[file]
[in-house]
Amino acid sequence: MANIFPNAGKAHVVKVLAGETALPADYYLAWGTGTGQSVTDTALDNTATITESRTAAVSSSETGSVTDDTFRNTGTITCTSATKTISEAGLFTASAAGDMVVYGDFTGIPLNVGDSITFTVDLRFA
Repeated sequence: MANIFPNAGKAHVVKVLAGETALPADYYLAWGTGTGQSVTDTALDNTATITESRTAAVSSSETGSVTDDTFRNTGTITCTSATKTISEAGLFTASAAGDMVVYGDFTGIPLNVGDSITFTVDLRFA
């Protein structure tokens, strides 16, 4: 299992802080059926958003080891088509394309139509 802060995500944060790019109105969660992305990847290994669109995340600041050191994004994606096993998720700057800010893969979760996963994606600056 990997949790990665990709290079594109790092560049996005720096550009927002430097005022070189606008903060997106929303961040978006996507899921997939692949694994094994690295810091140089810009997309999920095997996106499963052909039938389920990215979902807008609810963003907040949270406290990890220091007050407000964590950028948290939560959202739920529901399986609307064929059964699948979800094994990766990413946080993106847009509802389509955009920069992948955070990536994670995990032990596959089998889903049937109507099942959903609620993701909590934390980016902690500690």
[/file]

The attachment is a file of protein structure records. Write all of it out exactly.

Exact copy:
[in-house]
Amino acid sequence: MANIFPNAGKAHVVKVLAGETALPADYYLAWGTGTGQSVTDTALDNTATITESRTAAVSSSETGSVTDDTFRNTGTITCTSATKTISEAGLFTASAAGDMVVYGDFTGIPLNVGDSITFTVDLRFA
Repeated sequence: MANIFPNAGKAHVVKVLAGETALPADYYLAWGTGTGQSVTDTALDNTATITESRTAAVSSSETGSVTDDTFRNTGTITCTSATKTISEAGLFTASAAGDMVVYGDFTGIPLNVGDSITFTVDLRFA
């Protein structure tokens, strides 16, 4: 299992802080059926958003080891088509394309139509 802060995500944060790019109105969660992305990847290994669109995340600041050191994004994606096993998720700057800010893969979760996963994606600056 990997949790990665990709290079594109790092560049996005720096550009927002430097005022070189606008903060997106929303961040978006996507899921997939692949694994094994690295810091140089810009997309999920095997996106499963052909039938389920990215979902807008609810963003907040949270406290990890220091007050407000964590950028948290939560959202739920529901399986609307064929059964699948979800094994990766990413946080993106847009509802389509955009920069992948955070990536994670995990032990596959089998889903049937109507099942959903609620993701909590934390980016902690500690």